Statistical heterogeneity will be assessed using Cochrane Q (considered statistically significant at p < 0.10) and I-squared statistics. For the interpretation of I-squared, a rough guide of low (0%–25%), moderate (25%–50%), substantial (50%–75%), and considerable (75%–100%) heterogeneity will be used[55, 56]. When a body of evidence is determined to be statistically heterogeneous, we plan to explore the impact of moderating factors using a combination of subgroup analysis and meta-regression techniques, where the optimal approach for each variable will be determined once we see how data are reported in studies. Some variables (*) will be investigated as potential effect modifiers regardless of heterogeneity tests. The distribution of several aspects of patient demographics, exposure, and other characteristics will be of interest and include the following:

  •  Participant age*

  •  Participants who are post-menopausal women

  •  Sex*

  •  Ethnicity*

  •  Region (to account for culture and life style)

  •  Overweight/obesity*

  •  CVD risk group*

  •  SSB category*

  •  Amount of SSB consumption*

  •  Type of comparator*

  •  Caffeine-containing drinks*

  •  Outcome definition

  •  Study design

  •  Duration of study

  •  Single versus multi-centre studies

  •  Risk of bias assessments

  •  Covariate adjustment

  •  Funding

  •  Adjustment for total caloric intake*

We will follow previously published guidance for meta-regression[49]. Meta-regression will be based on the random effects model to allow for residual unexplained heterogeneity. A p value <0.10 will characterize statistical significance. When the sizes of the included studies are moderate or large, there should be at least 10 studies for a continuous study-level variable. For a categorical subgroup variable, each subgroup should have a minimum of four studies. These numbers serve as the lower bounds for considering meta-regression[49]. When included studies are mostly small in size, univariable meta-regression will be used when an insufficient number of studies are available to conduct multivariable analyses.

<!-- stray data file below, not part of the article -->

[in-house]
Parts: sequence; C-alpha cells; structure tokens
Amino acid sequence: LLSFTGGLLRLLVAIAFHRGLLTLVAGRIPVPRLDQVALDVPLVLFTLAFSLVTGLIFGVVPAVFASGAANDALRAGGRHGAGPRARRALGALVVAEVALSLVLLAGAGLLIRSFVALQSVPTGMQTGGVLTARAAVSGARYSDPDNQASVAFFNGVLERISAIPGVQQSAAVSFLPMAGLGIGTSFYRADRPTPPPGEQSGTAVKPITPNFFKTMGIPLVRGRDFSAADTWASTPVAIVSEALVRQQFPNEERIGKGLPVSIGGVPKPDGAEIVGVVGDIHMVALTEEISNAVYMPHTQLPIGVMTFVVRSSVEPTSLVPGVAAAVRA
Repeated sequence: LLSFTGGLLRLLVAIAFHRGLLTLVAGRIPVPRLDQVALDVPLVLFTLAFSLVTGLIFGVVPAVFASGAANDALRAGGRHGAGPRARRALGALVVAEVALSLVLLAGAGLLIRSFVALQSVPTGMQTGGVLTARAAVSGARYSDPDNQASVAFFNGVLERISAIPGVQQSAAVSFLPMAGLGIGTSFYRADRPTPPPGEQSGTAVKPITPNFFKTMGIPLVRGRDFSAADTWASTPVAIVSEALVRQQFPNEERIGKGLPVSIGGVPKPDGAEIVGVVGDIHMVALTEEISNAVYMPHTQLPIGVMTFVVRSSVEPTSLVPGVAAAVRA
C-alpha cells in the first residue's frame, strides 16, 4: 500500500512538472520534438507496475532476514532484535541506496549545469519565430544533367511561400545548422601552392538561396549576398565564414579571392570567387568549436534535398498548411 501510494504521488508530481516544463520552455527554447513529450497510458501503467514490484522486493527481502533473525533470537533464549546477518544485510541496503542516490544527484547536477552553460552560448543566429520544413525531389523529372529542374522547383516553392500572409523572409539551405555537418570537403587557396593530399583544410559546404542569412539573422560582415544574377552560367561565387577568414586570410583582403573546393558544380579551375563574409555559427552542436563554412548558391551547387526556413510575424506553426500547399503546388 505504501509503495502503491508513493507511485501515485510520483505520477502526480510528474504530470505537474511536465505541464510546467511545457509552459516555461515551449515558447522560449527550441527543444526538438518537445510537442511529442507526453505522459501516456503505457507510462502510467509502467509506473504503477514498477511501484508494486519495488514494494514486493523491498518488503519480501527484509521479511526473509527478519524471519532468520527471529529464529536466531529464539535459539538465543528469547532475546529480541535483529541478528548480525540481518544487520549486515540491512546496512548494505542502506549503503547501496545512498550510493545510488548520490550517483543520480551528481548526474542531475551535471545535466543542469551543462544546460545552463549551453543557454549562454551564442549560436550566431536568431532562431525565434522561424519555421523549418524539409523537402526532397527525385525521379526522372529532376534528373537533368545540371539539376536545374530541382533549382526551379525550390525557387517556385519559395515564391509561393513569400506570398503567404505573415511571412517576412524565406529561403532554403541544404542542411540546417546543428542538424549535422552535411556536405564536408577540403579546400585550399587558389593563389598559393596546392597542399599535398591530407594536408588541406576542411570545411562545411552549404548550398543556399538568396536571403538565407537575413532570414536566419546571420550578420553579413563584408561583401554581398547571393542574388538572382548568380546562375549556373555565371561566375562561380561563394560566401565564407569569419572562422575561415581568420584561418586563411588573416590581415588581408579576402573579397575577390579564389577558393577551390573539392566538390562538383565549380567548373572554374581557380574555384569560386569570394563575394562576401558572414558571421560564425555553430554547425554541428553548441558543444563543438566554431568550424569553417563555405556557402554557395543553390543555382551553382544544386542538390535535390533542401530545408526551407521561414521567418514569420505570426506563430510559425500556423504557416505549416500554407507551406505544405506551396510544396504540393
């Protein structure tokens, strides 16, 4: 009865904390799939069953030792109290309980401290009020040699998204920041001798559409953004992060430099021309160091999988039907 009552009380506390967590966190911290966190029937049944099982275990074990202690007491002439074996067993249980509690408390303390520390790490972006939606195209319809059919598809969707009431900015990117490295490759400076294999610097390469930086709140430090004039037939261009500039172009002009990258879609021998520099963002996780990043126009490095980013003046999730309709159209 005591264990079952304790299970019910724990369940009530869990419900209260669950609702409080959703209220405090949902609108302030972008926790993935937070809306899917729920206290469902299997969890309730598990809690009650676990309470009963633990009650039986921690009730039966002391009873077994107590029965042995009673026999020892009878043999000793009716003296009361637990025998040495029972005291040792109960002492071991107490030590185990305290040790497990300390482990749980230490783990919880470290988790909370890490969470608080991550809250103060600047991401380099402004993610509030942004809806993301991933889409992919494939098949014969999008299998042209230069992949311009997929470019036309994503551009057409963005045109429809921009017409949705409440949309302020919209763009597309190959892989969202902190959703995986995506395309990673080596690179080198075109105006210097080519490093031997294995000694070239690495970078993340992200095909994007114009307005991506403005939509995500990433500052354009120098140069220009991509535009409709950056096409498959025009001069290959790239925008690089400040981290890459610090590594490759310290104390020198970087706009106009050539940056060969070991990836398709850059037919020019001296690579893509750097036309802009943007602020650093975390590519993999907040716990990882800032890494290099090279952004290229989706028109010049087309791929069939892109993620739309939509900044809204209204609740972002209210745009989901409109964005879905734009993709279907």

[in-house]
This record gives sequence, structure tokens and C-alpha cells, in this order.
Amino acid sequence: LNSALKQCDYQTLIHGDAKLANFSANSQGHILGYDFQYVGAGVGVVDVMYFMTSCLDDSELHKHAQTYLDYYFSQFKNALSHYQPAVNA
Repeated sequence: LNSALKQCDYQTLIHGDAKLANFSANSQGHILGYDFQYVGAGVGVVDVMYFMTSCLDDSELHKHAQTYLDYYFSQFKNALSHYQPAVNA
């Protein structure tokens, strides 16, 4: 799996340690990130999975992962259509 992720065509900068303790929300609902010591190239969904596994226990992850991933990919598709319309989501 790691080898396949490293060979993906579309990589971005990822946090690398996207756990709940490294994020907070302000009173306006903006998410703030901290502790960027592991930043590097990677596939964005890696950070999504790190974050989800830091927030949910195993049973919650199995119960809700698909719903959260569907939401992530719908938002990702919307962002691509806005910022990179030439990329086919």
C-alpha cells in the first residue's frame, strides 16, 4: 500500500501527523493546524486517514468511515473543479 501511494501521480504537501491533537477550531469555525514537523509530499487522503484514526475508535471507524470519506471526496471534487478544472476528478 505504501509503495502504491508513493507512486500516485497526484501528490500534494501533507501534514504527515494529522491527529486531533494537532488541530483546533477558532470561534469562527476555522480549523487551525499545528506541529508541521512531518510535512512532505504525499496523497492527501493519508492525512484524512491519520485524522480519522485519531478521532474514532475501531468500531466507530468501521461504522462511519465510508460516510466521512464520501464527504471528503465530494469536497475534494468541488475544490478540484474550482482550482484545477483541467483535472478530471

Regarding caloric intake, if highly correlated with SSB consumption, it will be difficult to decipher the independent effect of SSB consumption. If caloric intake lies in the causal pathway, then adjusting for it would eliminate any true associations between SSB consumption and outcomes. However, a counter-argument could be made that failure to adjust for caloric intake would produce spurious positive associations. Due to this uncertainty, we reasoned that assessing effect estimates for this variable in a subgroup analysis was the most appropriate; studies will not be penalized for adjusting or not adjusting in assessments of confounding bias.

Sensitivity analysis

Sensitivity analyses may be used to restrict analyses to low risk of bias and any decisions made regarding data handling.

Assessing for small study effects

We will investigate small study effects by the performance of cumulative meta-analysis (studies ordered and synthesized from the most to the least precise) and/or other graphical or statistical techniques if the following criteria are met: there are at least 10 studies available, studies are of unequal sizes, there are no substantial clinical and methodological differences between smaller and larger studies, and quantitative results are accompanied with measures of dispersion[5760].

Discussion

Grading the quality of evidence and interpretation

We will use the GRADE approach to evaluate the quality of evidence for outcomes[42]. Quality of evidence is the level of confidence for a causal inference that authors place in the estimate of effect for an outcome (i.e. their judgement that the evidence reflects the true effect). As stated previously, if surrogate measures are analysed in lieu of decision-making endpoints, these will be graded.

When grading the evidence, reviewers will evaluate the domains of study limitations (risk of bias), inconsistency, indirectness, imprecision, and publication bias and downgrade where important limitations exist. Studies may also be upgraded based on a strong magnitude of effect that is not due to known biases, dose-response gradient, and residual confounding that would have reduced the observed effect. The overall quality of evidence grade will be designated as high (confident the true effect lies close to that of the estimate), moderate (moderately confident in the effect estimate but may be substantially different), low (confidence in the effect estimate is limited), or very low (very little confidence in the effect estimate)[42]. The results will be discussed in light of the strength of findings as well as their implications for research and public health.